It's that time again: April showers are summoning May flowers. And while the rain falls, companies will soon be getting in the mix, deluging us with earnings reports. Before we're flooded with news, let's prepare by noting what we can expect from Johnson Controls (NYSE:JCI) when it reports its second-quarter earnings.
And then there were two
Spinning off its automotive interiors business, Johnson Controls is in the midst of a significant corporate reorganization, which will eventually leave the company with only two operating segments: building efficiency and power solutions. In the building efficiency segment, investors should look for how much -- if any -- the top line has grown. Coming off a successful first quarter in which net sales grew by more than 18% quarter over quarter, management was cautious during the most recent earnings conference call, suggesting that fewer secured federal jobs, China, and the Middle East may compromise the company's ability to substantially grow building efficiency segment revenue. Nonetheless, management attempted to assuage concerns that slowing revenue growth would affect segment income.
Indicating that the company has contingency plans in place should revenue growth falter, management stated that, should all three factors adversely affect the company during the quarter, sales growth may drop to a range of 4.5% to 5.5%, as opposed to the range of 9% to 11% the company had previously forecast, but it wouldn't necessarily impede the company from realizing its diluted EPS guidance range of $3.70 to $3.90 for fiscal year 2016. Investors should keep these figures in mind as the company reports. Should sales growth fall below 4.5%, the company may struggle to meet its fiscal 2016 EPS forecast.
Power solutions, what will eventually be the only other operating segment, is coming off a strong start to fiscal 2016. During the first quarter, the segment reported a 260-basis-point margin improvement.
But according to Alex Molinaroli, chairman and CEO, the company couldn't take all the credit for the improvement. The average price of lead -- about 16% lower than Q1 2015 -- and a favorable foreign currency impact were the main causes; however, removing these influences, the company was directly responsible for margin expansion of 70 bps -- not too shabby.
In examining the power solutions segment performance, investors should expect some margin contraction, though it shouldn't fall too much below 17% (if at all). During an investor presentation last December, management forecast a segment margin of 17% for fiscal 2016, though based on the company's superior margin performance in the first quarter, it has some leeway: Should margins contract more than the company anticipates, it still has the ability to meet management's guidance of 17% for the year.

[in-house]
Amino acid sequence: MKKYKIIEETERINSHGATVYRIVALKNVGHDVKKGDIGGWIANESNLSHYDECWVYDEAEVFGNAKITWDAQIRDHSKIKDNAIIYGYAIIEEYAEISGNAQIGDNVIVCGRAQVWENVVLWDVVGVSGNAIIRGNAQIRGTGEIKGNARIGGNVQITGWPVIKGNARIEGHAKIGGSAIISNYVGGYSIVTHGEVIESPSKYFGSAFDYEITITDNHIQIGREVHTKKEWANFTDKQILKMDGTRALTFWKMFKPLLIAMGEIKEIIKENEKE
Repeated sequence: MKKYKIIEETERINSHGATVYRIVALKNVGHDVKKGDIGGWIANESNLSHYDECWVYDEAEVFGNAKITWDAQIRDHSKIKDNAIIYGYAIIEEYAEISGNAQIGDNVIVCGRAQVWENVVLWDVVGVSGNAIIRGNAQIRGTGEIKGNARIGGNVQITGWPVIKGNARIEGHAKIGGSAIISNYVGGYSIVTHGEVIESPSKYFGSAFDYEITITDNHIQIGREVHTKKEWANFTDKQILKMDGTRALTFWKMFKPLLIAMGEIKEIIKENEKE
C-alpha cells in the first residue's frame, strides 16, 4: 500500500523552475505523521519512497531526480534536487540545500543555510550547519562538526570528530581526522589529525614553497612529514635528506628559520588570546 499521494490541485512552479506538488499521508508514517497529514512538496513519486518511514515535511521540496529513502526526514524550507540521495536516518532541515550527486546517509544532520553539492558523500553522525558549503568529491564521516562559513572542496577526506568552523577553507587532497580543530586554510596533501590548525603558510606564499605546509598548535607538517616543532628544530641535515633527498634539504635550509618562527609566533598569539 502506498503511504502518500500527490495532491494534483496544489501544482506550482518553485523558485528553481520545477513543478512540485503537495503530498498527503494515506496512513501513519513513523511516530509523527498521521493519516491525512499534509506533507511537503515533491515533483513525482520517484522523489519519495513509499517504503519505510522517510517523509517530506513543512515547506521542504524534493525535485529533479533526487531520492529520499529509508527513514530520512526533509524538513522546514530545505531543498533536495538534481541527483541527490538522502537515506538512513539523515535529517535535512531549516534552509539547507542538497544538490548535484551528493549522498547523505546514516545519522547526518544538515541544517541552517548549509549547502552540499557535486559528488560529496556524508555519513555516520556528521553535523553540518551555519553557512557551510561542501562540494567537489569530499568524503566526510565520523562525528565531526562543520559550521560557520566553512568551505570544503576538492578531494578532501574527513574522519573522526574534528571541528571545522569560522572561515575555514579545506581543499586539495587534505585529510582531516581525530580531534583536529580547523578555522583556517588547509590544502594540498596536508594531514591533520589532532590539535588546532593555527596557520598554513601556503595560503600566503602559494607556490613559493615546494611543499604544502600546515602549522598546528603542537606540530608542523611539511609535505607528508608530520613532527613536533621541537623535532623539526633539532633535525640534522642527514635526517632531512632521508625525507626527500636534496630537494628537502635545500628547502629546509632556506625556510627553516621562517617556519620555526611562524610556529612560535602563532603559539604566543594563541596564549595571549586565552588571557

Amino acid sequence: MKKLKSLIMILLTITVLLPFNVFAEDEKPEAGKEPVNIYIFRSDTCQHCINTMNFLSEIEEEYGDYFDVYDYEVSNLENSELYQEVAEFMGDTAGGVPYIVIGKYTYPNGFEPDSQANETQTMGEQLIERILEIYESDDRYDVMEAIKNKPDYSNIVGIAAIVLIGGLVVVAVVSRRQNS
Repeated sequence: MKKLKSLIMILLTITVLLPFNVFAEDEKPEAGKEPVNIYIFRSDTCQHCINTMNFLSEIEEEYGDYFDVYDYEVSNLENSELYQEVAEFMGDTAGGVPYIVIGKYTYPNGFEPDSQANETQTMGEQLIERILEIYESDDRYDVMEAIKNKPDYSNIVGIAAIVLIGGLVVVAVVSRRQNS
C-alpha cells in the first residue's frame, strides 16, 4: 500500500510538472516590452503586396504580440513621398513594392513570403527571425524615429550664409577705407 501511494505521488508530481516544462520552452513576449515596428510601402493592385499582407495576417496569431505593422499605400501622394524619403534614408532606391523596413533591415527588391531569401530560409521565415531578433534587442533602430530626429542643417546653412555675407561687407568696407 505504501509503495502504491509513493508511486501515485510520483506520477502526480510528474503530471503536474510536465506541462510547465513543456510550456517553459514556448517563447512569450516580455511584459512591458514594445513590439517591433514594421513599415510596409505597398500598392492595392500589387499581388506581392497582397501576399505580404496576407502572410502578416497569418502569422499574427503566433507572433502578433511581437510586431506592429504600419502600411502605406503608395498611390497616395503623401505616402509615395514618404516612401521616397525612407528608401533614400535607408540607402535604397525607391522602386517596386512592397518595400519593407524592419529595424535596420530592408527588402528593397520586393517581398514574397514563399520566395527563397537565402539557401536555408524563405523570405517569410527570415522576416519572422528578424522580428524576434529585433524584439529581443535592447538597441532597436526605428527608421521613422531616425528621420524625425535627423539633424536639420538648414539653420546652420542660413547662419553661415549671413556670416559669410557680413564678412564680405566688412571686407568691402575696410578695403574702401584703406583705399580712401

M&A is A-OK?
Lastly, investors should be on the lookout for news addressing the joint venture with Hitachi, the spinoff of its automotive business, and the merger with Tyco International. Partnering with Hitachi, Johnson Controls is aiming to gain market share in Asia and strengthen its position in the variable refrigerant flow market in North America. Management forecasts that Hitachi will contribute $2.75 billion in revenue to the building efficiency segment for fiscal 2016.
Expected to be completed in October, the spinoff of Johnson Controls' automotive seating and interiors business will result in the new entity, Adient. Management had suggested that it would reveal more detailed financial information in late March or early April; however, nothing has been filed with the SEC as of this writing. Perhaps more will be revealed when earnings are released.
Of all the M&A activity, the most attention will probably revolve around the merger with Tyco, which is expected to close before the end of fiscal 2016. In addition to realizing $500 million in operating synergies and $150 million in tax synergies, management expects the merger with the fire and security specialist to expand the company's European footprint and enhance its "smart" products and services.
Though most eyes may be drawn to news on the merger with Tyco, Hitachi and Adient are both playing important roles in effecting the company's new identity. On a smaller scale, investors may focus on growth (or lack thereof) in the building efficiency segment, as well as margin expansion (or contraction) in the power solutions segment. In all, there should be plenty to examine when the company reports its second-quarter earnings.